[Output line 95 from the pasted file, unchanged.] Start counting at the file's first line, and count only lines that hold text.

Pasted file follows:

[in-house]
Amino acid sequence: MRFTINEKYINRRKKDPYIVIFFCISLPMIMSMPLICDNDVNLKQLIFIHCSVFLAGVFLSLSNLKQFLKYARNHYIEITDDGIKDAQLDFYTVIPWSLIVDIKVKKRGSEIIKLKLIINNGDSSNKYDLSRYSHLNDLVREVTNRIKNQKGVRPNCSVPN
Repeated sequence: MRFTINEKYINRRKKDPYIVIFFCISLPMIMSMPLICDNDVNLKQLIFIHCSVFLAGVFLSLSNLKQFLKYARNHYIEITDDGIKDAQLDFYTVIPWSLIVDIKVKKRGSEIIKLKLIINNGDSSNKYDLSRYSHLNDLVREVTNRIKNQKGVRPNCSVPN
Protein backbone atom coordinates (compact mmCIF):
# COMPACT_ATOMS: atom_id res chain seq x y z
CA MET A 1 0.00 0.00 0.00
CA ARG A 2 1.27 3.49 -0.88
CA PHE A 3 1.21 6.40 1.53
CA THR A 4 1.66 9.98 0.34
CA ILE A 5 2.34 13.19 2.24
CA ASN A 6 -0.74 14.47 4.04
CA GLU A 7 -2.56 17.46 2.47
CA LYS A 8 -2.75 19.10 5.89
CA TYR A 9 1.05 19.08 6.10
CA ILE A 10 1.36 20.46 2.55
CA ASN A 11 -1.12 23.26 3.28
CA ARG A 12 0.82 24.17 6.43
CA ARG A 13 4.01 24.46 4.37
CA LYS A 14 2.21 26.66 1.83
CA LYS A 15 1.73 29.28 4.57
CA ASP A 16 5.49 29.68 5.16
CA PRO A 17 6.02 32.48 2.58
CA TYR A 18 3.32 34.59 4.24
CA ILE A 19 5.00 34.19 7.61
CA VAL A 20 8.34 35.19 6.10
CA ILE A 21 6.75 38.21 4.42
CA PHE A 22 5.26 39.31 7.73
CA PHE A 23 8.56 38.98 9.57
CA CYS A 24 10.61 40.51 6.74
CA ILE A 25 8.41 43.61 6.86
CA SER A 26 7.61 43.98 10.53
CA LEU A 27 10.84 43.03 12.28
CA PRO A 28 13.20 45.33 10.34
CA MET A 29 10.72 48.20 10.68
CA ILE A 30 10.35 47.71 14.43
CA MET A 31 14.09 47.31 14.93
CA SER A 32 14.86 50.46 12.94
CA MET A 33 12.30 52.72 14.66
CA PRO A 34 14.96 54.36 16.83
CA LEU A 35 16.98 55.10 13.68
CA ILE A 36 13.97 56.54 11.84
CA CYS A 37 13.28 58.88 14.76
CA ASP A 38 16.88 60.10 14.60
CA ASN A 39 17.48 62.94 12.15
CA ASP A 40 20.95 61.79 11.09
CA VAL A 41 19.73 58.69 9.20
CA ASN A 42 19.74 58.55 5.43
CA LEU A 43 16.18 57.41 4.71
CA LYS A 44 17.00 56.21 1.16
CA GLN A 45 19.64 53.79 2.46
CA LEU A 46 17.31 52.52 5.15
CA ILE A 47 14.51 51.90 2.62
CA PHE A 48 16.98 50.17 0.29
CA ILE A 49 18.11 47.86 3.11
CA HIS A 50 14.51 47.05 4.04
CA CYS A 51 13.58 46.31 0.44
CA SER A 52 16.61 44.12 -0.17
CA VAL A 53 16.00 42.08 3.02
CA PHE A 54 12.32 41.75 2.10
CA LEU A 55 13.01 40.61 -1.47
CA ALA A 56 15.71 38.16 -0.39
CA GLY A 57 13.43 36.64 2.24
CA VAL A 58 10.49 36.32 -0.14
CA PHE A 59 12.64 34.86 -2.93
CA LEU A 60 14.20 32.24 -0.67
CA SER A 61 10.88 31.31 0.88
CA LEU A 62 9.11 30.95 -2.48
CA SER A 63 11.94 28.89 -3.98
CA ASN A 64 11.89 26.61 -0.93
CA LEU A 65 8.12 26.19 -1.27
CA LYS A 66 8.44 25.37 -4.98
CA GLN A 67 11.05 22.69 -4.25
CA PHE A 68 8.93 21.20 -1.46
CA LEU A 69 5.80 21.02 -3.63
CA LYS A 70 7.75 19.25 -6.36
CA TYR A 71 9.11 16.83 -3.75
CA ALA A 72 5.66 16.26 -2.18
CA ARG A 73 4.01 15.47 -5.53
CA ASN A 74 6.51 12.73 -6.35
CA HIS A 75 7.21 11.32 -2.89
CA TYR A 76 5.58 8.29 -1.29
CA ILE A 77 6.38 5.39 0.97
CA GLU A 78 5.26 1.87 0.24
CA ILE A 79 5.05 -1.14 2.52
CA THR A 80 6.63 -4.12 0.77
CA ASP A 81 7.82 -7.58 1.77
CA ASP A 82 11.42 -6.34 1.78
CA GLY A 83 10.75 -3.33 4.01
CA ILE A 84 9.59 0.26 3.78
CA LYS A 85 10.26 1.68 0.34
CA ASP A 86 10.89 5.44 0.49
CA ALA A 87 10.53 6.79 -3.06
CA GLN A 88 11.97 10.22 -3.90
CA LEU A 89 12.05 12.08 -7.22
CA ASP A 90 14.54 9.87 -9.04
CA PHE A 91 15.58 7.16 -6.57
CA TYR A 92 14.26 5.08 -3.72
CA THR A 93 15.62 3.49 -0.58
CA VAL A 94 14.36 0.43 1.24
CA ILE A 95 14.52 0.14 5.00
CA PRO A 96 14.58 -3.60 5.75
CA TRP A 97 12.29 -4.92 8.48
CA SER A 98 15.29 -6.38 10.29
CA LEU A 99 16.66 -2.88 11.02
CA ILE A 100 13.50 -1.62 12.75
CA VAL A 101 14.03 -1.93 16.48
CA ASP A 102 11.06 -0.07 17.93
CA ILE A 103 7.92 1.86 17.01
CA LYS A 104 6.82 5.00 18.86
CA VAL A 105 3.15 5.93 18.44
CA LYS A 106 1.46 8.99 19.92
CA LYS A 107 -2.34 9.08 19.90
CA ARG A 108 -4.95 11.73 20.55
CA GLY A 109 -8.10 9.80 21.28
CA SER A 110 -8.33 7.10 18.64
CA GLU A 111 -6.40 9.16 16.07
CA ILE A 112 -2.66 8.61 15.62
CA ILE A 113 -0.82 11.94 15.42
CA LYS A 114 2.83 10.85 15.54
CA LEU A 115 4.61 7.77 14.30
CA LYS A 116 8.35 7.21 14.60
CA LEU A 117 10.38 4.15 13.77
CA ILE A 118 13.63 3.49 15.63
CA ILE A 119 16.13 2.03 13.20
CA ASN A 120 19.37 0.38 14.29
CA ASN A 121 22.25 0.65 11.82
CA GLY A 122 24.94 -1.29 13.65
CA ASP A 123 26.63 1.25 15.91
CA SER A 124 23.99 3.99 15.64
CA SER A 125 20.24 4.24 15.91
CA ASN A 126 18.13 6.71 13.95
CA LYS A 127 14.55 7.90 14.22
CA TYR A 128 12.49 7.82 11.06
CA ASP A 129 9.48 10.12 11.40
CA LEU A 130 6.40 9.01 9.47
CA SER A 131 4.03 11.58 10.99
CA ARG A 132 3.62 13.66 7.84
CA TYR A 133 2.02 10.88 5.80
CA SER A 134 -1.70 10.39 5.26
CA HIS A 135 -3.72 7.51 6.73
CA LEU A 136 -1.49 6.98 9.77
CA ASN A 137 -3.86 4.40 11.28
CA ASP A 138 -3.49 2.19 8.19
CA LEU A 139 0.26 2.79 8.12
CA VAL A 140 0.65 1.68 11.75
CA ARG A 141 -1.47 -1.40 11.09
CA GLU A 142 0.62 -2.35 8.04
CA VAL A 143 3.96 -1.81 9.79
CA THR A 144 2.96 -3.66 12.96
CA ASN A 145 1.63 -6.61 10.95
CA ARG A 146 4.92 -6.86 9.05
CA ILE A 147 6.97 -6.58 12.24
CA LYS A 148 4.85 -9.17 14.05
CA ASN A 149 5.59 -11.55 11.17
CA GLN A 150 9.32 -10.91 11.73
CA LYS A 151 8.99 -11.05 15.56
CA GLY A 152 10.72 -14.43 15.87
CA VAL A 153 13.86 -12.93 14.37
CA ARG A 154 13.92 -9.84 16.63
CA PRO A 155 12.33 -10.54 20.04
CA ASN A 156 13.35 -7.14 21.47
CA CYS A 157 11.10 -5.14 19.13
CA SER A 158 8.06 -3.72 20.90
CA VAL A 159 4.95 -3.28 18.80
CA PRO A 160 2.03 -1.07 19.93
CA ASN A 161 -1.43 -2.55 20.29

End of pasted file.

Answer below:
CA ASP A 90 14.54 9.87 -9.04